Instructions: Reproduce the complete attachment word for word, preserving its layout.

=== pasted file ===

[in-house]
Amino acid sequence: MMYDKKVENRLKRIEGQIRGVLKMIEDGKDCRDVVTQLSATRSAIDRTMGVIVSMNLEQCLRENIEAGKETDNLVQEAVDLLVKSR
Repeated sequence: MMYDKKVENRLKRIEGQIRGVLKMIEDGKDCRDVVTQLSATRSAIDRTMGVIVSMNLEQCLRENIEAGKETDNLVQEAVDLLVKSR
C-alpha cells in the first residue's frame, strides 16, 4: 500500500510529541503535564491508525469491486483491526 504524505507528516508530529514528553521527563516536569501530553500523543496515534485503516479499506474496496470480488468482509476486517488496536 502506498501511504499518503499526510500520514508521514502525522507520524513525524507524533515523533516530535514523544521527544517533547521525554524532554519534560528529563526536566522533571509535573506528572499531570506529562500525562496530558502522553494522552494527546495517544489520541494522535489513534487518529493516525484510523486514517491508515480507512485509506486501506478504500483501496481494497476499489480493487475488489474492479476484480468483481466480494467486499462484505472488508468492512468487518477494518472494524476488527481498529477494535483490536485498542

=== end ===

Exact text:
[in-house]
Amino acid sequence: MMYDKKVENRLKRIEGQIRGVLKMIEDGKDCRDVVTQLSATRSAIDRTMGVIVSMNLEQCLRENIEAGKETDNLVQEAVDLLVKSR
Repeated sequence: MMYDKKVENRLKRIEGQIRGVLKMIEDGKDCRDVVTQLSATRSAIDRTMGVIVSMNLEQCLRENIEAGKETDNLVQEAVDLLVKSR
C-alpha cells in the first residue's frame, strides 16, 4: 500500500510529541503535564491508525469491486483491526 504524505507528516508530529514528553521527563516536569501530553500523543496515534485503516479499506474496496470480488468482509476486517488496536 502506498501511504499518503499526510500520514508521514502525522507520524513525524507524533515523533516530535514523544521527544517533547521525554524532554519534560528529563526536566522533571509535573506528572499531570506529562500525562496530558502522553494522552494527546495517544489520541494522535489513534487518529493516525484510523486514517491508515480507512485509506486501506478504500483501496481494497476499489480493487475488489474492479476484480468483481466480494467486499462484505472488508468492512468487518477494518472494524476488527481498529477494535483490536485498542